Sen. Hillary Rodham Clinton greets supporters during a campaign stop on the campus of Ohio State University in Columbus. 'Ohio is going to matter so much,' she told the crowd.
COLUMBUS - Without calling her opponent by name, Hillary Rodham Clinton yesterday set out to place the first few bricks in what she hopes will be an Ohio firewall against the momentum of Barack Obama.
She toured an auto plant in Lordstown, addressed the state's high home foreclosure rate in Dayton, and capped her first day on the Ohio primary trail with a rally before about 2,700 on the campus of Ohio State University.
"Ohio is going to matter so much,'' she told the friendly crowd. " I understand that this is a tough choice for a lot of people. I know as we go forward over the next three weeks in Ohio that there will be all kinds of comments, punditry, all sorts of speculation about this election.
"But I think what's most important is for you to decide who you will believe will be the next president, best commander in chief,'' she said, playing up what she argues to be her greatest strength, experience, while claiming "my opponent'' delivers glitzy speeches without specifics.
The New York senator and former first lady hopes del-egate-rich Ohio and Texas on March 4 and Pennsylvania on April 22 will stop the Obama momentum that saw him sweeping the Chesapeake states Tuesday after capturing more Super Tuesday states overall than she did on Feb. 5.
She hopes it has already begun as she told the crowd that a recount to resolve the extremely tight New Mexico vote ended in her favor.
A poll of battleground states from Connecticut's Quinnipiac University released yesterday appeared to show that, while he has made gains, Mr. Obama has yet to fully take hold in either Ohio or Pennsylvania where Mrs. Clinton holds 21 and 16 point leads over the Illinois senator among likely Democratic voters.
The Clinton campaign is counting on her message of a moratorium on mortgage foreclosures, universal health care, and a crackdown on predatory lending practices will resonate among blue-collar workers and lower-income people in Ohio, where unemployment eclipses the national average.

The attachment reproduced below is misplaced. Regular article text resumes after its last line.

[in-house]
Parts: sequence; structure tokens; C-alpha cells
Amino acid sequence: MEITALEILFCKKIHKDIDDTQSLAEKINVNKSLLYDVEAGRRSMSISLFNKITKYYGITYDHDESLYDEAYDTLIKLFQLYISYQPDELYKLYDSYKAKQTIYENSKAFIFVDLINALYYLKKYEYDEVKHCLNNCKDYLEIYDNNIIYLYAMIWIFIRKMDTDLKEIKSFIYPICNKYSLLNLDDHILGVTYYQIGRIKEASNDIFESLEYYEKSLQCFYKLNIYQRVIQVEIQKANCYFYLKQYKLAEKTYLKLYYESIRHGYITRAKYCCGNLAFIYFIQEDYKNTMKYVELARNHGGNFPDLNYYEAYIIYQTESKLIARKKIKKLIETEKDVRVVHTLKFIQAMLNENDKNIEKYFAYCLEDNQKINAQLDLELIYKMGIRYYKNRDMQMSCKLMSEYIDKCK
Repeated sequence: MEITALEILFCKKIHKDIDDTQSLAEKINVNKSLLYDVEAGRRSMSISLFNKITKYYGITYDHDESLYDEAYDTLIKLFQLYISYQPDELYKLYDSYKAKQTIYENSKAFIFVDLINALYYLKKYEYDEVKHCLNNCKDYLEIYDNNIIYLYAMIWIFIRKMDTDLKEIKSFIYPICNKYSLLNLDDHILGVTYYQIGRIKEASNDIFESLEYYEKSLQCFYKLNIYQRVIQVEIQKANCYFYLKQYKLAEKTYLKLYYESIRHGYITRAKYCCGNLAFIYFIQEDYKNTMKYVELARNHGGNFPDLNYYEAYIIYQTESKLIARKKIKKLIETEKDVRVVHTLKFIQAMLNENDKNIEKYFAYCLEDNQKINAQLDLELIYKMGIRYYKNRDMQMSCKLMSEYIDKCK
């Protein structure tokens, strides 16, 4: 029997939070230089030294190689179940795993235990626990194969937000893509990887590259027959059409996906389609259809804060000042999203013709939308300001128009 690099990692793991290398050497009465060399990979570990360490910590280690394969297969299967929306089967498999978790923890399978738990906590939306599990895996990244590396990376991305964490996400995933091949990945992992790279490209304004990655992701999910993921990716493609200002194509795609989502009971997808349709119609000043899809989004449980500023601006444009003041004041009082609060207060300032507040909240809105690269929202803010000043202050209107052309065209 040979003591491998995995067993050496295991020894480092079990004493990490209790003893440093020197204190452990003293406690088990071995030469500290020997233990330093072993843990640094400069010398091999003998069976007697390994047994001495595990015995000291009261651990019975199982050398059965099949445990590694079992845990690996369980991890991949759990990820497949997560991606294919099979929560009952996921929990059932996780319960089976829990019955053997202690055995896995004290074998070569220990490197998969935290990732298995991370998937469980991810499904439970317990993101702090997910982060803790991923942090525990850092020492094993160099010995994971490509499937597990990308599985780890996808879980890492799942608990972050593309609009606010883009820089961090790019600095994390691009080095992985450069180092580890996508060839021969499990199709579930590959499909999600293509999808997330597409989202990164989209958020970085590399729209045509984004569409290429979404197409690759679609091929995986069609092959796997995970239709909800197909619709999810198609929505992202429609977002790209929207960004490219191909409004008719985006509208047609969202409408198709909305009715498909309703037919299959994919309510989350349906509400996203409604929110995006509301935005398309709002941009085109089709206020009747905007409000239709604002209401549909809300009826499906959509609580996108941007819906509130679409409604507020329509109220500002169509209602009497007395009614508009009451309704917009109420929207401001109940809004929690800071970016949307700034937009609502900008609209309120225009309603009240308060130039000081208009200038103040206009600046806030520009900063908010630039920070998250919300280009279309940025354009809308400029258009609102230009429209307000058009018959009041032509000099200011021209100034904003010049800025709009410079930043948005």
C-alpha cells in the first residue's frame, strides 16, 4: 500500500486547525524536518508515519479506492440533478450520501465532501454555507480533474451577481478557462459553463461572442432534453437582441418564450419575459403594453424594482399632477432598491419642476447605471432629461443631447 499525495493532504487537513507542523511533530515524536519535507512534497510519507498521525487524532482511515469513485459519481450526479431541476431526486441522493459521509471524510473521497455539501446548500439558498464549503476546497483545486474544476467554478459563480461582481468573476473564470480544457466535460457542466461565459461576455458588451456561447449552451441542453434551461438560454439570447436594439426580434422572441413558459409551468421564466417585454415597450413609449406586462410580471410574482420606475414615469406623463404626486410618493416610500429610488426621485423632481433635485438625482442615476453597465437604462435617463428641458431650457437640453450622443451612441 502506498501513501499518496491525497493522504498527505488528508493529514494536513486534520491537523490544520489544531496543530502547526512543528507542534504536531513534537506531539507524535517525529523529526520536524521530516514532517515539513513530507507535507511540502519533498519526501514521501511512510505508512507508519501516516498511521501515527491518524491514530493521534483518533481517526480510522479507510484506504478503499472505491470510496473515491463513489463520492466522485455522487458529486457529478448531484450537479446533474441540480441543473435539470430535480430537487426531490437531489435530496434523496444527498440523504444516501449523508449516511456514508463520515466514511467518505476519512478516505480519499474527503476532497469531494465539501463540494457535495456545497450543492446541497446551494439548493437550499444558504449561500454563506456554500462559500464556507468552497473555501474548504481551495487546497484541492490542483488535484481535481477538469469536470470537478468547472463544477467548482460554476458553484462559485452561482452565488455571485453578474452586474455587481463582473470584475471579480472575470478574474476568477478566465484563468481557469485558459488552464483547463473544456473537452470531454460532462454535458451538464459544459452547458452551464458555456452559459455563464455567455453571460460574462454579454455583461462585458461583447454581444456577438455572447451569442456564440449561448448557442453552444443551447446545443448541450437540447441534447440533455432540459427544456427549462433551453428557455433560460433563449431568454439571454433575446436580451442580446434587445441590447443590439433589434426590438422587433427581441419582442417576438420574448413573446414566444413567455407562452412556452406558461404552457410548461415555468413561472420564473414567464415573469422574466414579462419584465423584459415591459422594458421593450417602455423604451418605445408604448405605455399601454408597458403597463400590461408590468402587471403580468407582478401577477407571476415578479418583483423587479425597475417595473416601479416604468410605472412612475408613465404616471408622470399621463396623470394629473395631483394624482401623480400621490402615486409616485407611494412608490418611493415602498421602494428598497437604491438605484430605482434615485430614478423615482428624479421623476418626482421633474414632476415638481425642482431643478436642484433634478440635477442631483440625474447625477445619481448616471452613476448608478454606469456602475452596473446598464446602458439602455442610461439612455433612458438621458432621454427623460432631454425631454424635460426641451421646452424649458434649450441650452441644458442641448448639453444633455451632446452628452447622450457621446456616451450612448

The fight for Ohio will continue today with Mrs. Clinton visiting a Cleveland-area school and on Sunday when her husband, former President Bill Clinton, campaigns in Toledo and several other Ohio cities.
Meanwhile, Mr. Obama's wife, Michelle, will campaign today in Columbus and Cincinnati while Massachusetts Sen. Ted Kennedy campaigns for him tomorrow in Cleveland, Akron, and Youngstown.
Mrs. Clinton's pledge to begin withdrawing American troops from Iraq within 60 days of taking office won huge applause from the mostly student audience.
"There is no need for the fear and fatalism that we have been subjected to by this President and this vice president," she said.
"Fear has been used to divide us, to impugn the patriotism of so many Americans, to constantly undermine our Constitution, our individual rights, liberties, and way of life. Fatalism that is so contrary to the American spirit has crept into our conversation."
Angela Hitchcock, 18, of Sylvania, an Ohio State political science and business major, is one of those on the fence that Mrs. Clinton was trying to woo last night.
She said she plans to cast an absentee ballot next week in her first presidential primary election.
"For the most part, I want to be sure that whoever I vote for can beat John McCain," she said. "I think both of them would be good presidents, but I just want whoever is going to be more electable.''
That would be Hillary Clinton, Mrs. Clinton told the crowd. The only time she mentioned presumptive Republican nominee John McCain was when she said she stands the best shot of defeating him in November.
The Quinnipiac Poll seemed to support her argument, although either match-up showed a statistical dead heat in both Ohio and Pennsylvania. In Ohio, Mr. McCain had a single-point lead over Mrs. Clinton and a two-point lead over Mr. Obama.
In Pennsylvania, both Democrats are in a virtual statistical tie with Mr. McCain - 46 to 40 percent in a Clinton-McCain matchup and a narrow 42-41 for Obama-McCain. The margin of error in both states was 4.1 percent.
"Ohioans are already rejecting the irresponsible tax-and-spend policies promoted by Senator Obama and Senator Clinton," said Ohio Republican Party Deputy Chairman Kevin DeWine.
"The Democrats will promise us the world, but they will only deliver higher taxes and out-of-control spending."
Linnea Clausen, 19, of Tiffin, an art student from Otterbein College outside Columbus, had already chosen Mrs. Clinton over Mr. Obama before attending last night's rally.
"With Hillary, you get the best of both. She has the experience and yet I think she's going to stand for change also. She knows how to make things happen, because she has the experience."
Contact Jim Provance at: firstname.lastname@example.org or 614-221-0496.
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